Using the name Almaliki Nour, the man became a legal resident of the U.S. in 1993 and went to work for a defense contractor a decade later as a translator for an intelligence unit of the 82nd Airborne Division, according to an FBI complaint. As he worked in Iraq, the FBI and Department of Defense discovered that he had fabricated his name, birth date, native country, Lebanon, and family background as the persecuted son of a Muslim father and Catholic mother, the complaint said.
Investigators probing the fabrications then discovered that he had extensive ties to people linked to the Iraqi insurgency. His cell phone address book contained two coded entries with the numbers of known insurgents. After returning to the U.S. earlier this year, the man had more than 100 cell phone conversations with numbers directly involved with the insurgency, Buretta said, including numbers found at suspected safehouses for Jordanian extremist Abu Musab al-Zarqawi, the leader of al-Qaida in Iraq.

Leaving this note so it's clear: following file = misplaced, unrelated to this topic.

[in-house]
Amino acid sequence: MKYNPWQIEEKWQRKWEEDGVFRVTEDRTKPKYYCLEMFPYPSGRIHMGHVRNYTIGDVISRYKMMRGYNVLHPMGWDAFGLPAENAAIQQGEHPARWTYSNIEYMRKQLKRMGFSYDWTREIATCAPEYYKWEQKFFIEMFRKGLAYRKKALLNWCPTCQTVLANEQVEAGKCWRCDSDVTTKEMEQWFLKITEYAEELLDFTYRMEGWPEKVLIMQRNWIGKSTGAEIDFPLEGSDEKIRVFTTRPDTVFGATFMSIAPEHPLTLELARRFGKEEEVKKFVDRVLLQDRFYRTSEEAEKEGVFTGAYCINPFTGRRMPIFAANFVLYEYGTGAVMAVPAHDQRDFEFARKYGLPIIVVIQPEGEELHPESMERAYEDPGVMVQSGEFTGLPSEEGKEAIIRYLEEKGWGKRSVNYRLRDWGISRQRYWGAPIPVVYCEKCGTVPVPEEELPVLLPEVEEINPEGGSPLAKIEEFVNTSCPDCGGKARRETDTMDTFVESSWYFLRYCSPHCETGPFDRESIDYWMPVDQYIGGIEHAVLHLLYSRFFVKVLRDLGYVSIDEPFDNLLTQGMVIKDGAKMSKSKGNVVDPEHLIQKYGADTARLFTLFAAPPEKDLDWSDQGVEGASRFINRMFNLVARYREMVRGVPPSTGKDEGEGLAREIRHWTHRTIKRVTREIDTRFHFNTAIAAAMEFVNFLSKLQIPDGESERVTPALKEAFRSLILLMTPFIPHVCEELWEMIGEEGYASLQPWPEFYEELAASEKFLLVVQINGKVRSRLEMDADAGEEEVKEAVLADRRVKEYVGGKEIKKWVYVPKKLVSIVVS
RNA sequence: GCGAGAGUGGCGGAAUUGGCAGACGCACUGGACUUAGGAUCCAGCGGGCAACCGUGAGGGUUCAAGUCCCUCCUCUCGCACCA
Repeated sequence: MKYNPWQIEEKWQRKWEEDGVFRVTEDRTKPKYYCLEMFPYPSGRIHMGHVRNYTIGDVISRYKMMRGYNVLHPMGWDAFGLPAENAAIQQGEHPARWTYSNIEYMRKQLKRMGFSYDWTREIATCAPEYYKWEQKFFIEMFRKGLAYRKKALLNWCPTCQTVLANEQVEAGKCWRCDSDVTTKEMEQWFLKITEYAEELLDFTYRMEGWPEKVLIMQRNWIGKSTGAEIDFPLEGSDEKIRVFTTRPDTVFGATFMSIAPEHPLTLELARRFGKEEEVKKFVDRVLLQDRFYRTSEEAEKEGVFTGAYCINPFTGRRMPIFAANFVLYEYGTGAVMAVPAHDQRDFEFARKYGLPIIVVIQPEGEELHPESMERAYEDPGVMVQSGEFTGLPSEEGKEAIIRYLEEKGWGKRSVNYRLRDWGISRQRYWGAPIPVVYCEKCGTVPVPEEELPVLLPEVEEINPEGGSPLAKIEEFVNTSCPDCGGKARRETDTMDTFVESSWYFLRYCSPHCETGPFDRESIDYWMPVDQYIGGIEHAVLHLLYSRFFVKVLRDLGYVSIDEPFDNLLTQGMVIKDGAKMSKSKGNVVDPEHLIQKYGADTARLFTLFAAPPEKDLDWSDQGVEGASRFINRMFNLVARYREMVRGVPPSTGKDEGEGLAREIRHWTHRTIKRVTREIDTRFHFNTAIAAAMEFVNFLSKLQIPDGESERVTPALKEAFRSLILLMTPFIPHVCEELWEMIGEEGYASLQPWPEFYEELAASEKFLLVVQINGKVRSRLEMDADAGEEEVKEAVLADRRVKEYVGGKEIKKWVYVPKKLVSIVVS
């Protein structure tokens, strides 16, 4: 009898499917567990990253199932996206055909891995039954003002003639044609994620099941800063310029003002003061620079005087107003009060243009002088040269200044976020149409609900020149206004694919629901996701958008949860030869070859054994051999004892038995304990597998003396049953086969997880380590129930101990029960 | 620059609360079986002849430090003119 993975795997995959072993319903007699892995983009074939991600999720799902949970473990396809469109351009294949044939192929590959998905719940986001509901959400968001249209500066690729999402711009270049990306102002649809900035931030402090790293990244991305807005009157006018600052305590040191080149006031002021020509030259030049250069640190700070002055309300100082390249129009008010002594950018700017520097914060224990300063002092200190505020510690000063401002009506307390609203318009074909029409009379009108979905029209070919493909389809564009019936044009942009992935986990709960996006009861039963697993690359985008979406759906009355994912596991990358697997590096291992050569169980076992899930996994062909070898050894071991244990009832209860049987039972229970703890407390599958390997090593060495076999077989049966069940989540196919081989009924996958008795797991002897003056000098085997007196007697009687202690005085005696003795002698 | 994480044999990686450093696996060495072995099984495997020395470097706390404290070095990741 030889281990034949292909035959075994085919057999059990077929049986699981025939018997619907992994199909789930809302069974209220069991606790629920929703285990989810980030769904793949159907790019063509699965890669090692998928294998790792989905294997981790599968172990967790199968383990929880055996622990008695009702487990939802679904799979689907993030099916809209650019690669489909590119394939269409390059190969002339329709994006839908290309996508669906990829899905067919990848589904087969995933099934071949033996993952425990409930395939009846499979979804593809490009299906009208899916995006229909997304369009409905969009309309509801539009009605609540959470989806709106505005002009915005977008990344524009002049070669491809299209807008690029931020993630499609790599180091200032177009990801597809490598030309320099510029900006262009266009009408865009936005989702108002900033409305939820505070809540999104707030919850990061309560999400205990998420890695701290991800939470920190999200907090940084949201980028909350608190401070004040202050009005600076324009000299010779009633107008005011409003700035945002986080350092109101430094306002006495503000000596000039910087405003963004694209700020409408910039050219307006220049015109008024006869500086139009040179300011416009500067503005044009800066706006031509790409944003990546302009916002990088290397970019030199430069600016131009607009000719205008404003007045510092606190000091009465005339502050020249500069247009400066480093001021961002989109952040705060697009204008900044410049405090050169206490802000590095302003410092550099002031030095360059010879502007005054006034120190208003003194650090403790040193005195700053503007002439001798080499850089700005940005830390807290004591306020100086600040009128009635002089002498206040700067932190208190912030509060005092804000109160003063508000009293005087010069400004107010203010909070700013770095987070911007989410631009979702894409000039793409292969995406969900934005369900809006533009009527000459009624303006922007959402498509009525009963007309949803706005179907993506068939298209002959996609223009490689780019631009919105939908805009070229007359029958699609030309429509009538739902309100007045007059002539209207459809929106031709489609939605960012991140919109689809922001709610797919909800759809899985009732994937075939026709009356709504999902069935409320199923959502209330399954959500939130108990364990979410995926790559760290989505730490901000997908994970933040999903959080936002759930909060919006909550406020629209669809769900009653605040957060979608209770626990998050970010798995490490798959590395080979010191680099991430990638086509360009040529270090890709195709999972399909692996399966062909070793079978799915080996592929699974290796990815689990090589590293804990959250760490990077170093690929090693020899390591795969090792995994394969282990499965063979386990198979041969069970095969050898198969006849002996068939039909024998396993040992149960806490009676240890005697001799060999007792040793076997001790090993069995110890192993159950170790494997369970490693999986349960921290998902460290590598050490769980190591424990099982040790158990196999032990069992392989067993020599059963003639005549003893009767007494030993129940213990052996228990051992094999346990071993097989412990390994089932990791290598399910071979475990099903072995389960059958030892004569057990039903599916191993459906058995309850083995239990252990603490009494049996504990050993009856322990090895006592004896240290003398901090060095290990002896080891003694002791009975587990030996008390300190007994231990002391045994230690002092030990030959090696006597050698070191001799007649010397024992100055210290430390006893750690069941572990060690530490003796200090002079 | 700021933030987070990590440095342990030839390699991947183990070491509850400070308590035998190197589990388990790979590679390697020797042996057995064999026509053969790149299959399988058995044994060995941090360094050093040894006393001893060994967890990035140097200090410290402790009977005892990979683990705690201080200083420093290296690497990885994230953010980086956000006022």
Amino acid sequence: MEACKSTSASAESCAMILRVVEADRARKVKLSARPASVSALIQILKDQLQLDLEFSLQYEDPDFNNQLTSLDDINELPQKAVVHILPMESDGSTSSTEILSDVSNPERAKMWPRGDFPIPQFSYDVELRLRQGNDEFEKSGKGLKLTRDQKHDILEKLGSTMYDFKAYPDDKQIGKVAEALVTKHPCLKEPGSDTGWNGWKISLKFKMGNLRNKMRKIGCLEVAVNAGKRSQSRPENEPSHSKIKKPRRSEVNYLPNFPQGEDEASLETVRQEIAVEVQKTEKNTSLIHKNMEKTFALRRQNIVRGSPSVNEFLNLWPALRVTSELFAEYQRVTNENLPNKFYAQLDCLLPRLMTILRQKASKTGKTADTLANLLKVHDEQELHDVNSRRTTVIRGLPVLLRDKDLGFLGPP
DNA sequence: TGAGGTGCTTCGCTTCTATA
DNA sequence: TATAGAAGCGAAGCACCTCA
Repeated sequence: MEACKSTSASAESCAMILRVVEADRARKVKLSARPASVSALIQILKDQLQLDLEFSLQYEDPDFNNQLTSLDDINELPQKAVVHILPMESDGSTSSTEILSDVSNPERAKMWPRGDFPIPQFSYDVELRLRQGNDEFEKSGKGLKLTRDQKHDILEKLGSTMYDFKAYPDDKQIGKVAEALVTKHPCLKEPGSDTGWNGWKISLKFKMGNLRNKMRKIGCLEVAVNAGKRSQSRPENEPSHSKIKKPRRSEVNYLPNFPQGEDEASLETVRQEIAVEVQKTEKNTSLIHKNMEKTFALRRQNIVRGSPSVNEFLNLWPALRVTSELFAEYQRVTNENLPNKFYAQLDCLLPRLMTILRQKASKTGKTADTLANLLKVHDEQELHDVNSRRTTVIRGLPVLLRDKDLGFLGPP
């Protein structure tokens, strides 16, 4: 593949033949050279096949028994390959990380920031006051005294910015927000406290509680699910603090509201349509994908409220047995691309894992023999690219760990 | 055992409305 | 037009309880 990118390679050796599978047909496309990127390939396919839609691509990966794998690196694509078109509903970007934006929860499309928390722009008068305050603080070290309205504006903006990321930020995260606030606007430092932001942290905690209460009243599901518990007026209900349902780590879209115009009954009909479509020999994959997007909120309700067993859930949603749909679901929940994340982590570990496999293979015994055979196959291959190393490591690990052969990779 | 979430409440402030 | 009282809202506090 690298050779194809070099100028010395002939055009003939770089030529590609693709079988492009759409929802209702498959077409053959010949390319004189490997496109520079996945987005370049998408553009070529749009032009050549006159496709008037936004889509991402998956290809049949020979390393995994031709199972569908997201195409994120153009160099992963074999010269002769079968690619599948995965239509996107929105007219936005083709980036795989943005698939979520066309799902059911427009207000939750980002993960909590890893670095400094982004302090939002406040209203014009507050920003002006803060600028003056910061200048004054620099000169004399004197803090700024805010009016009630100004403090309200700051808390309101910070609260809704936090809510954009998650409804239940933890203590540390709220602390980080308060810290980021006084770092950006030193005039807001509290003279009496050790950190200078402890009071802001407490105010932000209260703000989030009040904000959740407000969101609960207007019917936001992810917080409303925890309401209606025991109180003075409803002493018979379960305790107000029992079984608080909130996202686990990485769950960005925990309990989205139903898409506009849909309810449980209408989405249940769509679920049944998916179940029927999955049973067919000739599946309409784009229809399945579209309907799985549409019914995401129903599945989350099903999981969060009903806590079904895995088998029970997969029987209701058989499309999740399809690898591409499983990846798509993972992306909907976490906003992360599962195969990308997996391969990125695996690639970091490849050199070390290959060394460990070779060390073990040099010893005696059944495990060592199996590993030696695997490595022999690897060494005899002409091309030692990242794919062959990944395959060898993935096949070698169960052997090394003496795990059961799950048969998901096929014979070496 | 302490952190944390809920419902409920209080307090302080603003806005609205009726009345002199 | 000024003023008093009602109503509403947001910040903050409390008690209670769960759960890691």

The man, who has told the FBI he is a Moroccan named Noureddine Malki, also improperly took to his Brooklyn apartment classified documents about combating the insurgency, including one, Buretta said, that contained the heading "current threat."